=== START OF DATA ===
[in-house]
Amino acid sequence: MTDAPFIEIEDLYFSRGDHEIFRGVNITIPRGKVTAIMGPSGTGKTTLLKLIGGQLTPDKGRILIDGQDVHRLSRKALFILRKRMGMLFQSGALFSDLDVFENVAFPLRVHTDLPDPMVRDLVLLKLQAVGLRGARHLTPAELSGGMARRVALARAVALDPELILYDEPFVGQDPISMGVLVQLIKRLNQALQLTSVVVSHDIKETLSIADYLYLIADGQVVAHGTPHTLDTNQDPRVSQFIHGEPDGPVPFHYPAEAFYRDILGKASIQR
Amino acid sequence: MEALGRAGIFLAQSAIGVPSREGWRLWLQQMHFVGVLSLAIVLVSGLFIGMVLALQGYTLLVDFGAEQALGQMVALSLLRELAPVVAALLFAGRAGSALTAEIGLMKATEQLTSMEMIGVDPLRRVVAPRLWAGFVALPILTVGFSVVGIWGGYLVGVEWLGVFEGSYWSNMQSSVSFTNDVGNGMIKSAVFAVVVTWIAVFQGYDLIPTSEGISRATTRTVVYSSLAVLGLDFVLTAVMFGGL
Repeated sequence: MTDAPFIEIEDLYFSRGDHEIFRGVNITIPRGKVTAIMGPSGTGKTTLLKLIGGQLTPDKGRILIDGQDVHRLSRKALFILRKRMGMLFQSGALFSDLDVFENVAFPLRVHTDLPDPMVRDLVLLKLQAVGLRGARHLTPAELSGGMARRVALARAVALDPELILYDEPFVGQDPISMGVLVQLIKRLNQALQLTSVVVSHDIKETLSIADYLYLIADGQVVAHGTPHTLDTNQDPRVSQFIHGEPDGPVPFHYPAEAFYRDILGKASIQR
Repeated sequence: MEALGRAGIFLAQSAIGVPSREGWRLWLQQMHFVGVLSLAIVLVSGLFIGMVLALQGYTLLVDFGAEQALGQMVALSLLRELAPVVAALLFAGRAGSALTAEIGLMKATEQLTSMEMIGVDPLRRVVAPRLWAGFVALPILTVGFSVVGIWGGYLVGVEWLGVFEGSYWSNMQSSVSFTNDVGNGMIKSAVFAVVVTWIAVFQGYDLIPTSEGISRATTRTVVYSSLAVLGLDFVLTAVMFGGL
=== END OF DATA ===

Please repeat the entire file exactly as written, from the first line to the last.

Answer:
[in-house]
Amino acid sequence: MTDAPFIEIEDLYFSRGDHEIFRGVNITIPRGKVTAIMGPSGTGKTTLLKLIGGQLTPDKGRILIDGQDVHRLSRKALFILRKRMGMLFQSGALFSDLDVFENVAFPLRVHTDLPDPMVRDLVLLKLQAVGLRGARHLTPAELSGGMARRVALARAVALDPELILYDEPFVGQDPISMGVLVQLIKRLNQALQLTSVVVSHDIKETLSIADYLYLIADGQVVAHGTPHTLDTNQDPRVSQFIHGEPDGPVPFHYPAEAFYRDILGKASIQR
Amino acid sequence: MEALGRAGIFLAQSAIGVPSREGWRLWLQQMHFVGVLSLAIVLVSGLFIGMVLALQGYTLLVDFGAEQALGQMVALSLLRELAPVVAALLFAGRAGSALTAEIGLMKATEQLTSMEMIGVDPLRRVVAPRLWAGFVALPILTVGFSVVGIWGGYLVGVEWLGVFEGSYWSNMQSSVSFTNDVGNGMIKSAVFAVVVTWIAVFQGYDLIPTSEGISRATTRTVVYSSLAVLGLDFVLTAVMFGGL
Repeated sequence: MTDAPFIEIEDLYFSRGDHEIFRGVNITIPRGKVTAIMGPSGTGKTTLLKLIGGQLTPDKGRILIDGQDVHRLSRKALFILRKRMGMLFQSGALFSDLDVFENVAFPLRVHTDLPDPMVRDLVLLKLQAVGLRGARHLTPAELSGGMARRVALARAVALDPELILYDEPFVGQDPISMGVLVQLIKRLNQALQLTSVVVSHDIKETLSIADYLYLIADGQVVAHGTPHTLDTNQDPRVSQFIHGEPDGPVPFHYPAEAFYRDILGKASIQR
Repeated sequence: MEALGRAGIFLAQSAIGVPSREGWRLWLQQMHFVGVLSLAIVLVSGLFIGMVLALQGYTLLVDFGAEQALGQMVALSLLRELAPVVAALLFAGRAGSALTAEIGLMKATEQLTSMEMIGVDPLRRVVAPRLWAGFVALPILTVGFSVVGIWGGYLVGVEWLGVFEGSYWSNMQSSVSFTNDVGNGMIKSAVFAVVVTWIAVFQGYDLIPTSEGISRATTRTVVYSSLAVLGLDFVLTAVMFGGL